In March this year, the United Nations and the Palestinian Authority launched a $539 million humanitarian appeal to the international community. UN Humanitarian Coordinator, Jamie McGoldrick, warned that “[w]ithout donor-funded emergency fuel distributed to critical water, sanitation and health facilities, we would face a total systems collapse, with the result, a humanitarian disaster.”

Shir Hever, an economic researcher and journalist, has documented that Israel actually benefits financially by keeping Gaza on the brink of a humanitarian crisis. Seeing that international aid organizations are required to provide humanitarian aid in the most efficient way possible, they purchase most of the goods they distribute from Israeli companies. Though food is cheaper in Jordan and Egypt, food imports from these countries are taxed.

Following the US’ major cuts in support for UNRWA, the Relief and Works Agency for Palestinian Refugees, the UN and other organizations warned already in the beginning of 2018 about a total breakdown in Gaza, which, due to the blockade, is estimated to be completely uninhabitable by 2020.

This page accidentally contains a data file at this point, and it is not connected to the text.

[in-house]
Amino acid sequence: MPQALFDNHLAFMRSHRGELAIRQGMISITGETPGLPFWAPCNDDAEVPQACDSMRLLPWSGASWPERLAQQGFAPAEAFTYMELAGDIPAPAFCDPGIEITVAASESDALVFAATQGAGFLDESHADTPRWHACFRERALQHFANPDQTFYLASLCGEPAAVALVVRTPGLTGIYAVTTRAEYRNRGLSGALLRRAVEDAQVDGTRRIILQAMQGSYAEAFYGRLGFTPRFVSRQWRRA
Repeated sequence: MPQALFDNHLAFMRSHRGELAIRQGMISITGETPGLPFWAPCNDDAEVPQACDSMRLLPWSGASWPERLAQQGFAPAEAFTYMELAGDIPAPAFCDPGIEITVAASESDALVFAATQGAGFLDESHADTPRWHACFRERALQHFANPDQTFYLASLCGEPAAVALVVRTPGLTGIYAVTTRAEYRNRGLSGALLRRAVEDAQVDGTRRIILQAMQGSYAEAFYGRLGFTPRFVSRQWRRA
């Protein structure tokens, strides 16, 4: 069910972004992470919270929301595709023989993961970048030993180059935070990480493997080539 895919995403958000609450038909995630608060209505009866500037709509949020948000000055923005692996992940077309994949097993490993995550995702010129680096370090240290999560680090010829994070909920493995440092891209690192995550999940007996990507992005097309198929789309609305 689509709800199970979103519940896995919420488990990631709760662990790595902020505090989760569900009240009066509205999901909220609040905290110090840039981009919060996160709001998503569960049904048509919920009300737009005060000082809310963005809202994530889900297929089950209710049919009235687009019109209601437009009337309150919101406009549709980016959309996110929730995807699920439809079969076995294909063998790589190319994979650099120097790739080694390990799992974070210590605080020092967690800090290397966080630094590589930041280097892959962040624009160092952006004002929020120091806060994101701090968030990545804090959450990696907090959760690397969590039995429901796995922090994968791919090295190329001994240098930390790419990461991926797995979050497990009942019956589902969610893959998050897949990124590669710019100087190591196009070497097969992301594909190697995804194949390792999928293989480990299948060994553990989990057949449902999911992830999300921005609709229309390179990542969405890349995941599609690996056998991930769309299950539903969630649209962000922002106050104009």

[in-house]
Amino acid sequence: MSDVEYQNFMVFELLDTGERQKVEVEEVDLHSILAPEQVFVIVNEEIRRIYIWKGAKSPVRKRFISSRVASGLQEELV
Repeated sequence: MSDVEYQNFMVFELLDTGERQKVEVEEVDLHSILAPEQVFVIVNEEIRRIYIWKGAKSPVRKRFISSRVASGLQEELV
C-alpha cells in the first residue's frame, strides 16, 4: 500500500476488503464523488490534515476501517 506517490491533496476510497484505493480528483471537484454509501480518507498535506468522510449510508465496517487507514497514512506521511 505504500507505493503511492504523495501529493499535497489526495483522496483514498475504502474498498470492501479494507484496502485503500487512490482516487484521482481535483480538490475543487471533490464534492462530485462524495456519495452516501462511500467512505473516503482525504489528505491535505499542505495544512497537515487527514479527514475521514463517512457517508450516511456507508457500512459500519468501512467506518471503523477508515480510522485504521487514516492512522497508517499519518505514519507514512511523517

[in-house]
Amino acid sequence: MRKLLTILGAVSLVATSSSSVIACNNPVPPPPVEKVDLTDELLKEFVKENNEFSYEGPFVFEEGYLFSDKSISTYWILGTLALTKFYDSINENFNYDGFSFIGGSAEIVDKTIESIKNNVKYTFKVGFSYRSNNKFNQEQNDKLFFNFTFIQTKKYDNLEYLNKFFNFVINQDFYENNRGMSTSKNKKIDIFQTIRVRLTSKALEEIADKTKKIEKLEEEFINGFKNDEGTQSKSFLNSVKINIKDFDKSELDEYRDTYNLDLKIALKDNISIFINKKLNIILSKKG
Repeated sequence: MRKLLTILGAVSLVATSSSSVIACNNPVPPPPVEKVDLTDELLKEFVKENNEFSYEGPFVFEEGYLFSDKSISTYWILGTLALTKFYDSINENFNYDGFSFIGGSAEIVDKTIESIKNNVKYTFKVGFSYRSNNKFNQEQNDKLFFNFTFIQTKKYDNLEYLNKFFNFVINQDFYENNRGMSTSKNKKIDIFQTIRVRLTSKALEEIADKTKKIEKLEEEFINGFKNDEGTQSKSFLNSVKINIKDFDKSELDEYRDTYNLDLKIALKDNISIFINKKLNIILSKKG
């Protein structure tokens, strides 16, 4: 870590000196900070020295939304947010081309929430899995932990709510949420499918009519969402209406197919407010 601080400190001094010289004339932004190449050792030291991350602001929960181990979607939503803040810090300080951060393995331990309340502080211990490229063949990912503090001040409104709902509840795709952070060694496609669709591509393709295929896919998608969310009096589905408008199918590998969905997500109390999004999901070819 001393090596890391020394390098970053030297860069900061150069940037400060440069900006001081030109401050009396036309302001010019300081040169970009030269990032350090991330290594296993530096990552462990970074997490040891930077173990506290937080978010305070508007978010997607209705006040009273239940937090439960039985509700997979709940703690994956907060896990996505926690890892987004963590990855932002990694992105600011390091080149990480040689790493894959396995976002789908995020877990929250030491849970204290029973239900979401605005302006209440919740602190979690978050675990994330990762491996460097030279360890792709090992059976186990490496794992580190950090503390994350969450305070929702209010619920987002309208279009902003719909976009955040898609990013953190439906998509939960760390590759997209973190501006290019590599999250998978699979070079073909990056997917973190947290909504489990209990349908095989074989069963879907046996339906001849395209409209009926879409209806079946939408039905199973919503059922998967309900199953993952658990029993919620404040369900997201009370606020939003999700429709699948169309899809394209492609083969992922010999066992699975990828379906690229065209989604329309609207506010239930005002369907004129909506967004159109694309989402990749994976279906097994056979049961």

Sources:

  1. “Law on the separation wall”, Visualizing Palestine, available here.
  2. “De israelske bosættelser og international ret”, Danwatch, available only in Danish here.
  3. “Trees uprooted: In the West Bank, a struggle to harvest”, International Committee of the Red Cross, 7 December 2017, available here.
  4. “Det handler om jord”, Palæstina Initiativet, available only in Danish here.
  5. “Typologies of segregation”, Visualizing Palestine, available here.
  6. “No ticket to ride”, Visualizing Palestine, available here.
  7. “What everyone should know about Israel’s siege of the Gaza Strip”, Middle East Monitor, 10 August 2018, available here.
  8. “’54 Palestinians die’ as Israel refuses medical permits”, Al Jazeera, 3 February 2018, available here.
  9. Convention (IV) relative to the Protection of Civilian Persons in Time of War. Geneva, 12 August 1949, available here.
  10. “U.N. Opens $539M. Humanitarian Appeal To Help Prevent Gaza Catastrophe”, The Jerusalem Post, 15 March 2018, see here.
  11. “Who profits from keeping Gaza on the brink of humanitarian catastrophe?“, +972 Magazine, 2 March 2018, available here.
  12. “Gaza er i risiko for at nedsmelte”, Politiken, 23. januar 2018, available only in Danish here.